In other words, some people were making lots and lots of money on the backs of troubled teens and our parents. I was also warned not to write home to my Mom about how bad conditions were at Cross Creek. If a girl were to mention in a letter to her parents that staff members were abusive and that we were seldom served anything but macaroni and cheese for dinner every night, there could be big consequences, such as having to spend an entire day locked in a seclusion room. It was pointless to complain to our parents anyway, because parents were warned in advance that we would complain of such things as a guilt tactic.
So the parents were really the fools in all of this. They believed they had sent their unruly, out-of-control daughters off to be gently redirected, when in reality, we were being treated very, very poorly.
About a month after arriving at Cross Creek, it was time for me to attend my first Seminar. The seminar was run by a lady named Jeannie and she was assisted by some of the veteran girls, or student staffers.
I will never forget having to stand before my peers and have them scream and shout at me about my issues. My Mom had sent me there to get help for depression and bulimia, but Jeannie said she did not believe me. She told me that I was sitting on something much bigger. It seemed to me as the seminar progressed that she was kind of encouraging us to come up with other issues, encouraging to make things up. Jeannie continued to berate me and tell me I was "full of crap"; until I decided to share with the group that I thought I might have been sexually abused as a child. When I shared this bit of information, her attitude toward me changed and she said that I had arrived. I thought it was strange how bringing up the possibility of sexual abuse made everything change.
It was really as if they wanted us to come up with fake issues. During one seminar exercise we had to beat a towel against a chair as a means of venting frustration. There's nothing creepier than being in a room full of screaming teenage girls whaling towels against chairs.
After graduating from the first seminar, we were forced to attend a second seminar led by Jeannie's ex-husband, David. The central theme of the seminars seemed to be ripping us completely apart, then trying to build us back up.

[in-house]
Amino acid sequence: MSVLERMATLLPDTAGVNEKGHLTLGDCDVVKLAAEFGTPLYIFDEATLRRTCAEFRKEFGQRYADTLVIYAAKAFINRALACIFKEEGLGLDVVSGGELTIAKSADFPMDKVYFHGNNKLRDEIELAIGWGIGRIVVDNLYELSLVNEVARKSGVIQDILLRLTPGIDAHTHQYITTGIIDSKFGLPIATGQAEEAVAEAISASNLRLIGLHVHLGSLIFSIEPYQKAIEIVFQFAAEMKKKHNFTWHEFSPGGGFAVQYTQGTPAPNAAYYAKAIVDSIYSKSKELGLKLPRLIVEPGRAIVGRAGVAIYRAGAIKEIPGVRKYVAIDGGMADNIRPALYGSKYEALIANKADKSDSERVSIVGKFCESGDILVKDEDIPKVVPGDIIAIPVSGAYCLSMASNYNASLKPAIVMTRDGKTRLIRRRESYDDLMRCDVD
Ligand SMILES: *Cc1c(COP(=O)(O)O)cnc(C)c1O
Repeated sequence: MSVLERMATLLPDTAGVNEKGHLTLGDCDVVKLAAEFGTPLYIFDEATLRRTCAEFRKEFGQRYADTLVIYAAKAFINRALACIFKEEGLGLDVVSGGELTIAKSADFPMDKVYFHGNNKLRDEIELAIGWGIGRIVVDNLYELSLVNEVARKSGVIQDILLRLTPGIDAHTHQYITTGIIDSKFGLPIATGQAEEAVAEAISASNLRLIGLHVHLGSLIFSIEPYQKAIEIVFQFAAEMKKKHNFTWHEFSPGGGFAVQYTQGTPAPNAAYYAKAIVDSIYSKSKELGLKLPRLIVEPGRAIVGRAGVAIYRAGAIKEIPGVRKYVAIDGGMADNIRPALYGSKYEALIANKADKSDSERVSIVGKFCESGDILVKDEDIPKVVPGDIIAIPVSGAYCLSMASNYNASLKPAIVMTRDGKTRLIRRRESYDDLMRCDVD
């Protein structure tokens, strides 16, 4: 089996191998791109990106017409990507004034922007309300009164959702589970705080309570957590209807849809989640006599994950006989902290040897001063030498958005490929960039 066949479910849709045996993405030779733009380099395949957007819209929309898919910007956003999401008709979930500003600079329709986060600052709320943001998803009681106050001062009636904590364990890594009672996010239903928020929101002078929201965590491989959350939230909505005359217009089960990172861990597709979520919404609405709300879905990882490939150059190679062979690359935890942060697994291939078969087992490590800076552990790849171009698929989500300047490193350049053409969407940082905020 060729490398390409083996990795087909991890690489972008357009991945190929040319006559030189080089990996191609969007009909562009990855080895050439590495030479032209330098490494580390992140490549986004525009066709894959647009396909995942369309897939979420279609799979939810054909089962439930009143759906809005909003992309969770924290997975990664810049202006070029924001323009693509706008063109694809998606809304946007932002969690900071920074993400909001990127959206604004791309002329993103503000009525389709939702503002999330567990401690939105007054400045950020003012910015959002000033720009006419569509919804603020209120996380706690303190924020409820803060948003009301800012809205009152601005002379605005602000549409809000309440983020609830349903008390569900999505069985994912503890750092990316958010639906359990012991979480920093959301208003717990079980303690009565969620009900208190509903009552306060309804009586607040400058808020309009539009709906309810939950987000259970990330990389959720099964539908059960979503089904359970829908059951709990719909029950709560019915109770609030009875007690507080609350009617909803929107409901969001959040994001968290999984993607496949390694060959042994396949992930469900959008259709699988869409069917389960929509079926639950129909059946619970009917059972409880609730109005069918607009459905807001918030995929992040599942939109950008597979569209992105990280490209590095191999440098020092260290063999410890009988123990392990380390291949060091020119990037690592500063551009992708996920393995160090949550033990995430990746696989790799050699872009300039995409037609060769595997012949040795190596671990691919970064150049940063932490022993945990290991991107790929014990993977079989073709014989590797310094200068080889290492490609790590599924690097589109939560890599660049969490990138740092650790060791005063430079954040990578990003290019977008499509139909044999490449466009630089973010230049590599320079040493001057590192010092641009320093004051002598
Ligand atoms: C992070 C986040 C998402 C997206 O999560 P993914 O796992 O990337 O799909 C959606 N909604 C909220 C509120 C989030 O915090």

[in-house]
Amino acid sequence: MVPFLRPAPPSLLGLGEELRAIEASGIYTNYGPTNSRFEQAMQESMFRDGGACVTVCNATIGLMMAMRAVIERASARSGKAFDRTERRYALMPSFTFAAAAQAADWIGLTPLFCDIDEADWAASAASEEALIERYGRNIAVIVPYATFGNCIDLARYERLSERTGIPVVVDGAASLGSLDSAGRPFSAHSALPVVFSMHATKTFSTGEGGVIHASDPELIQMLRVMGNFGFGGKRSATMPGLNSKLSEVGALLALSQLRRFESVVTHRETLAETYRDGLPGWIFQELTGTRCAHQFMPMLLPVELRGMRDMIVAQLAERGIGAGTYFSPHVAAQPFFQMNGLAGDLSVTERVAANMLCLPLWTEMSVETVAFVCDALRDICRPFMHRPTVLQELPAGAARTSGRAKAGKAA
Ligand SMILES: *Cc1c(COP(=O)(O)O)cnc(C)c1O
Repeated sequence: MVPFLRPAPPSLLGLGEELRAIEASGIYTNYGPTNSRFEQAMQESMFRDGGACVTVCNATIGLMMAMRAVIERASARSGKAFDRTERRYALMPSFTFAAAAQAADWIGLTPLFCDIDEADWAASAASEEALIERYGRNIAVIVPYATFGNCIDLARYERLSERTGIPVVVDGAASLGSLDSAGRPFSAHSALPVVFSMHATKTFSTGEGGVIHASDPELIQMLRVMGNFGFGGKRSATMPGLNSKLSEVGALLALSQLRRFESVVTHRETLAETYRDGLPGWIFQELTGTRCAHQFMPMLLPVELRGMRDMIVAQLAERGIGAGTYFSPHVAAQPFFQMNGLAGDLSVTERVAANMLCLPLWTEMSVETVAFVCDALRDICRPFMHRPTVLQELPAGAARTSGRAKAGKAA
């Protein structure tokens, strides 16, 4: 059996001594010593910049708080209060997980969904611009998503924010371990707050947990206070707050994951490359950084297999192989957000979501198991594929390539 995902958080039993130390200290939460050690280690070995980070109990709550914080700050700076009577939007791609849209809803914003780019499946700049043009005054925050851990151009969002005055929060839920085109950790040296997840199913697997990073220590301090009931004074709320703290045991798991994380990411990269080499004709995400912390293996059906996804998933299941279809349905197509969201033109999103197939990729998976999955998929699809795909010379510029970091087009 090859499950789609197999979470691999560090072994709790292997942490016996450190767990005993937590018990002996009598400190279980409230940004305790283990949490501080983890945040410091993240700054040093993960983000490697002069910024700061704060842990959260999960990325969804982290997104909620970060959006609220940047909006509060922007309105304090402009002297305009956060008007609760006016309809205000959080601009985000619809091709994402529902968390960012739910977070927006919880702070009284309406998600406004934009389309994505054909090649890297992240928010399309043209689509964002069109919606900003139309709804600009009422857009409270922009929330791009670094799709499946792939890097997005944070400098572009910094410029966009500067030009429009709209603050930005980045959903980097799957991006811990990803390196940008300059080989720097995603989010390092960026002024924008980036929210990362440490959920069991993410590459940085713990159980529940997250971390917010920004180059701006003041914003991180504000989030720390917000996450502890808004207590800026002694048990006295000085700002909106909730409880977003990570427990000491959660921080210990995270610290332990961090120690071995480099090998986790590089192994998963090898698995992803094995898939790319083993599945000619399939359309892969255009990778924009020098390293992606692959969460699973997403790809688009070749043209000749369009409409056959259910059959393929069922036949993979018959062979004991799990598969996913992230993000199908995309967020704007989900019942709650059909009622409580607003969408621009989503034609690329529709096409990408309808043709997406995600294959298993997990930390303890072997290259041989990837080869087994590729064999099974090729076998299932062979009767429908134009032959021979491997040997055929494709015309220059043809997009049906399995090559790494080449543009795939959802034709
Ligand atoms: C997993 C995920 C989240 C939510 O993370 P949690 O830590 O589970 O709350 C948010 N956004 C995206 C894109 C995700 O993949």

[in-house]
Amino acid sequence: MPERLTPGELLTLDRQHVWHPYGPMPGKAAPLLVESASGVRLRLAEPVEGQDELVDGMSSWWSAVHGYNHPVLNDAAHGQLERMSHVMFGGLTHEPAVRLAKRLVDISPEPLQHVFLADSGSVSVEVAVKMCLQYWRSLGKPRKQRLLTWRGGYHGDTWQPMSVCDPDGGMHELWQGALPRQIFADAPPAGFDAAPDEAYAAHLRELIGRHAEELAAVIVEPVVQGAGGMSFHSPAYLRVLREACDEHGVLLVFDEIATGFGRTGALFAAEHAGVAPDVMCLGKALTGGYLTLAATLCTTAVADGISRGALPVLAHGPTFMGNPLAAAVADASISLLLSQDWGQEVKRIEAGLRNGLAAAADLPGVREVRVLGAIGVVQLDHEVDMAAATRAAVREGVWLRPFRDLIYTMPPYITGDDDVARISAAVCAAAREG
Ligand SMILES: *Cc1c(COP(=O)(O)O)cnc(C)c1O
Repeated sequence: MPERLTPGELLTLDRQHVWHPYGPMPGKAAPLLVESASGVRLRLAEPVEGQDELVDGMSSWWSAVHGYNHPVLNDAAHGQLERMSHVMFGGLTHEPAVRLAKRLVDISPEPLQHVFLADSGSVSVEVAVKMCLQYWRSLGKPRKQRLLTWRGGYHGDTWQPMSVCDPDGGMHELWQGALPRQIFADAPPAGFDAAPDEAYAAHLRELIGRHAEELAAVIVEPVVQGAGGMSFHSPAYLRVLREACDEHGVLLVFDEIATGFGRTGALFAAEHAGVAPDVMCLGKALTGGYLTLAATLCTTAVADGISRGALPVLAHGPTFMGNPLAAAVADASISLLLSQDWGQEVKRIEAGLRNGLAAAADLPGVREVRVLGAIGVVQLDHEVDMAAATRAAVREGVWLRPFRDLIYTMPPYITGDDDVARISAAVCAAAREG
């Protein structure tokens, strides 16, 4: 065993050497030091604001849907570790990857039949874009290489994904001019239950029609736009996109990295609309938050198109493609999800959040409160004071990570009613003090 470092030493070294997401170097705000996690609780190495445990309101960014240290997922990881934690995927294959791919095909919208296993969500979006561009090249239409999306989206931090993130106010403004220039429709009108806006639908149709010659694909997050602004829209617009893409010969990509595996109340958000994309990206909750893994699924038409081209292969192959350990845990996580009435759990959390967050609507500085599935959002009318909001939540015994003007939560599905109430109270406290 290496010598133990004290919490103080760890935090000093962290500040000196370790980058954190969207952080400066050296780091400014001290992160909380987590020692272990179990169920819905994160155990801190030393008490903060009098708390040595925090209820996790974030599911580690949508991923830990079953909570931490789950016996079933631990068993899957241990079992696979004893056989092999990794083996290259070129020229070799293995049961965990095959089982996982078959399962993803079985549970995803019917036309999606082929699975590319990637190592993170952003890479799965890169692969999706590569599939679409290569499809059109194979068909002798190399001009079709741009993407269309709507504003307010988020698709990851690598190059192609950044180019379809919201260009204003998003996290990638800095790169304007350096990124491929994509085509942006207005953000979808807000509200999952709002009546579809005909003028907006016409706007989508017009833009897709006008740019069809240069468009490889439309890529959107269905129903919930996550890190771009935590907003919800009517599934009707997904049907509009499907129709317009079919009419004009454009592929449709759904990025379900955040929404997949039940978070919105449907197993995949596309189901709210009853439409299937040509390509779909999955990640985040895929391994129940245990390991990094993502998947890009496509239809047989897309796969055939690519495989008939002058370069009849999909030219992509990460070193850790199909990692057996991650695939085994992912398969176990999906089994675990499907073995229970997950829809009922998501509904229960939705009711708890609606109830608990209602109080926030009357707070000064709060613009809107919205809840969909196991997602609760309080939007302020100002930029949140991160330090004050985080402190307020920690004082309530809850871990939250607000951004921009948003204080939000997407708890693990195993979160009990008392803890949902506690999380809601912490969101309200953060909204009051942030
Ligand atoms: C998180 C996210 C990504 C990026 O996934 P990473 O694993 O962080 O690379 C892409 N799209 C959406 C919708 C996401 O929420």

What I remember most about the second seminar was the way David treated a girl named Melissa. She was forced to stand in front of all her peers and he told her she was being kicked out of the seminar. Melissa was one of my roommates at that time and it was extremely painful for me to watch her be humiliated in front of everyone. When David had finished yelling at her, he invited the student staffers to continue to humiliate her by hurling insults and accusations at her. She was very quiet and depressed after that incident, and I was happy when her parents took her home before she had to go through the seminar again.
In October of 1996, 6 months after she had tricked me into going to Utah, my Mom flew in from Michigan for a visit. During her stay, she was informed that my Dad had not paid Cross Creek any money in almost 3 months. They told her that they would keep me if she made a payment that day, but my Mom had made up her mind that my Dad should be responsible for paying them, even though he had nothing to do with me going there. She was so adamant that I needed to go there, but when she was put on the spot to make a payment out of her own pocket, she refused to do it.
I was released that very day. 9 years later, I look back on that time in my life with a mixture of emotions. Disgust at how our parents were deceived into paying thousands of dollars, thinking that their daughters would be miraculously cured. Sadness at how few of the girls made any improvement whatsoever. Longing because I made some really good friends at Cross Creek and have no idea what became of them. We were forbidden to exchange addresses or phone numbers. If we were found to possess a friends address, there would be severe consequences. I remember a really nice girl and dear friend named Leslie Suarez from Arlington, Texas, Lindsay Lazarus from Dallas, Texas, Shelley Karn from Las Vegas, Nevada, Kim Stout from Malibu, California, Katie Goode from San Diego, California, Nicole Krieger from San Leandro, California, Shelley Anteshevich from West Bloomfield, Michigan, Michelle Harbottle from Anchorage, Alaska, and Carrie Baake from Seattle, Washington.
My name at that time was Elisabeth Thomas. If any of you girls should happen to see this, know that I still remember each and every one of you. I wish you all the very best and hope that life has been good since those dark days at the Manor.
I got married in 1999 and went on to graduate from nursing school. I live in Chattanooga, Tennessee.